The Nintendo Switch is a brand new home console system launching on March 3rd and with it a return to cooperative, local multiplayer. It’s not only an exciting piece of technology, but could be the ideal console for the college demographic. Recently games and their respective consoles such as PlayStation and Xbox have prioritized online functionality and playing with friends remotely. Nintendo Switch takes a different approach.
We’ve known about the Switch, previously code named the “NX,” for a couple of years now. One of the most appealing features of the Switch was its ability to be a home console that can also be taken on the go, but at a presentation by Nintendo on January 12 it was revealed the the true star of the console is not its hybrid portable nature, but instead the side controllers, the Joy-Cons.
The Joy-Con controllers are detachable controllers than can function as one, unified and traditional controller or it can split into two separate controllers to share with friends. This opens the door to shared gaming experiences with dorm roommates, friends you’re visiting or people attending a party you’re throwing. Want to play Mario Kart with a friend? Simple. Split your controller in two and start racing.
Furthermore, Nintendo is focusing on local play with Download Play. This feature allows for up to 8 players to game together on one single copy of a game, further encouraging more people to have their own Switch system. It’s a blend of sharing the console and motivating friends to pick one up themselves, creating a community around a console focusing on playing together and, as Nintendo phrases it, “sharing the Joy.
The overall infrastructure of the Switch is reminiscent of the days when friends would bring their Xboxes together to have “Halo” LAN parties. Now it’s easier than ever, and Nintendo is leading the consoles launch with an attention to multiplayer titles to take full advantage of this feature. “1-2 Switch,” a game very similar to the critical and commercial success “Wii Sports,” “Snipperclips,” a puzzle co-op downloadable game, “Mario Kart 8 Deluxe,” a refined experience of the Mario Kart entry on the Wii U, “Splatoon 2,” a full-blown sequel to what many call Nintendo’s “Call of Duty,” and more fill up the Switch’s first year on the market.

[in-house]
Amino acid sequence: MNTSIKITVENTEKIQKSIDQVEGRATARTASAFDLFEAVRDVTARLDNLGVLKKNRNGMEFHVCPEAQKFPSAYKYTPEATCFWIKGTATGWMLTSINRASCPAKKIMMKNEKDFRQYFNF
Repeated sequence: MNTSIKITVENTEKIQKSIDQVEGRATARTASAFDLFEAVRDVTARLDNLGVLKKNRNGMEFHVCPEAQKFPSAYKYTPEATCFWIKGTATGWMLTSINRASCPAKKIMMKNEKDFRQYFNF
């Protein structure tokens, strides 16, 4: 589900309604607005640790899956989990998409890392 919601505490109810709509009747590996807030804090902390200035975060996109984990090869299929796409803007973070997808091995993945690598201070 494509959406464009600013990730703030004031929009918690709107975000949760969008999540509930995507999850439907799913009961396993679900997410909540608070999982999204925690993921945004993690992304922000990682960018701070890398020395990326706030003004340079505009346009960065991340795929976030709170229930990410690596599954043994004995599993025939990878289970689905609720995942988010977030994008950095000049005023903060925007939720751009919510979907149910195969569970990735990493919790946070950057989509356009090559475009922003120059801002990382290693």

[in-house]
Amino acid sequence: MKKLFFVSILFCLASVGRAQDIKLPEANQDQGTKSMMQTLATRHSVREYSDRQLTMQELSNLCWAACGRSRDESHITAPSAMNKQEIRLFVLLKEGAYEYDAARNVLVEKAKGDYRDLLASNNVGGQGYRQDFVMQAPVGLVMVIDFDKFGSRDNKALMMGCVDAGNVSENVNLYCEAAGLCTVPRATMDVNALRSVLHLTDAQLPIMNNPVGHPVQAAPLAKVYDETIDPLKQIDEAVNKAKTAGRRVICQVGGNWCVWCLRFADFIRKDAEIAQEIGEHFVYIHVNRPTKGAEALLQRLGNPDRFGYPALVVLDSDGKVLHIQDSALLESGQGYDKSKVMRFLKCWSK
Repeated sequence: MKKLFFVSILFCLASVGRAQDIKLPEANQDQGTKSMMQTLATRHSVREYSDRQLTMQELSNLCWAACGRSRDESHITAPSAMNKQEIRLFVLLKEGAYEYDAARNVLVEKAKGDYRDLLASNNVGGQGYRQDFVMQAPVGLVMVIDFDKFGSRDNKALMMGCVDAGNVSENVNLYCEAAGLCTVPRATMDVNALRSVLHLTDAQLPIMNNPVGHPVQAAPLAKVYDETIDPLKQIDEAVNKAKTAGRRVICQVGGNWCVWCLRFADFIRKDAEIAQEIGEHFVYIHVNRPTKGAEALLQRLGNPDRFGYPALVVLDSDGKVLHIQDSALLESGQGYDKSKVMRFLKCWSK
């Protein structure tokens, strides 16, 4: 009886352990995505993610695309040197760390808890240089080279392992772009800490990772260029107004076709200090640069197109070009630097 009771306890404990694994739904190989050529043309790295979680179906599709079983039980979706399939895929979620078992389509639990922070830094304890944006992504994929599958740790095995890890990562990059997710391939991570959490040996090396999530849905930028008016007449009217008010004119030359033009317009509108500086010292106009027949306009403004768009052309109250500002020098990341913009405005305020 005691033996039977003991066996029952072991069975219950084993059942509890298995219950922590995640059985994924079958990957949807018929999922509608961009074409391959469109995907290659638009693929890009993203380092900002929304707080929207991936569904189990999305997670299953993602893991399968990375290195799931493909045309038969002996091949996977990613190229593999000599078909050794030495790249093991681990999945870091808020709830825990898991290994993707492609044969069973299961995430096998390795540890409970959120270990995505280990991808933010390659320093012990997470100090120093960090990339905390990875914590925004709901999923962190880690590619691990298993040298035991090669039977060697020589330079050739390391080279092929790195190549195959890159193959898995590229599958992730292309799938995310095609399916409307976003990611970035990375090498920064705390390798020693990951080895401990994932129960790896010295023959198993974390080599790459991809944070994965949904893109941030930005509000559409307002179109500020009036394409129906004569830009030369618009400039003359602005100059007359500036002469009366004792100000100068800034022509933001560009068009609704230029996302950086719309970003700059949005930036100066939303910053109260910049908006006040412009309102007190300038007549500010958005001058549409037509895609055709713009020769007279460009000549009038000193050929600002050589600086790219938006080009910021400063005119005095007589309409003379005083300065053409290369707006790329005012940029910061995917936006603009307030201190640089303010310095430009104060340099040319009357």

The biggest setback for the Switch as of now, especially for the college age group, is the pricing of both the system and accessories. The system itself costs $300 and that doesn’t include one game. It does, fortunately, come with a Joy-Con controller pair that functions as a controller for both the owner or two players. The initial product also includes a docking station, which then allows you to play on a television set, in a handheld mode, or even on tabletops with a kickstand. So you’re pretty much set out of the box, but it can appear a little daunting when PlayStation and Xbox units are priced similarly or even lower with bundled games and higher fidelity graphics.
Accessories then drive up the cost. One single Joy-Con can run you about $50, while a pair costs about $80. Expandable memory cards are sold separately, which may be needed if you prefer downloading your games since the system itself only launches with 32 gigabytes of onboard memory. A Pro Controller to rival the comfort and structure of your PlayStation and Xbox controller costs about $70, but also features HD Rumble (a new feature similar to the iPhone Haptic feedback engine) as well as an NFC (near field communication) reader for amiibo, and Skylander figures. It’s all advanced technology, and thus comes with a price which can be hard for college students on a budget.
The Nintendo Switch is just under a month away and promises to deliver games from 50-80 third party developers this year as well as first party titles such as a brand new Legend of Zelda title on launch day and Super Mario game in the holiday season. Its library and install base will only grow, so whether you’re ready to hop on now or snag a Black Friday deal later -- it seems like it may be time to make the Switch.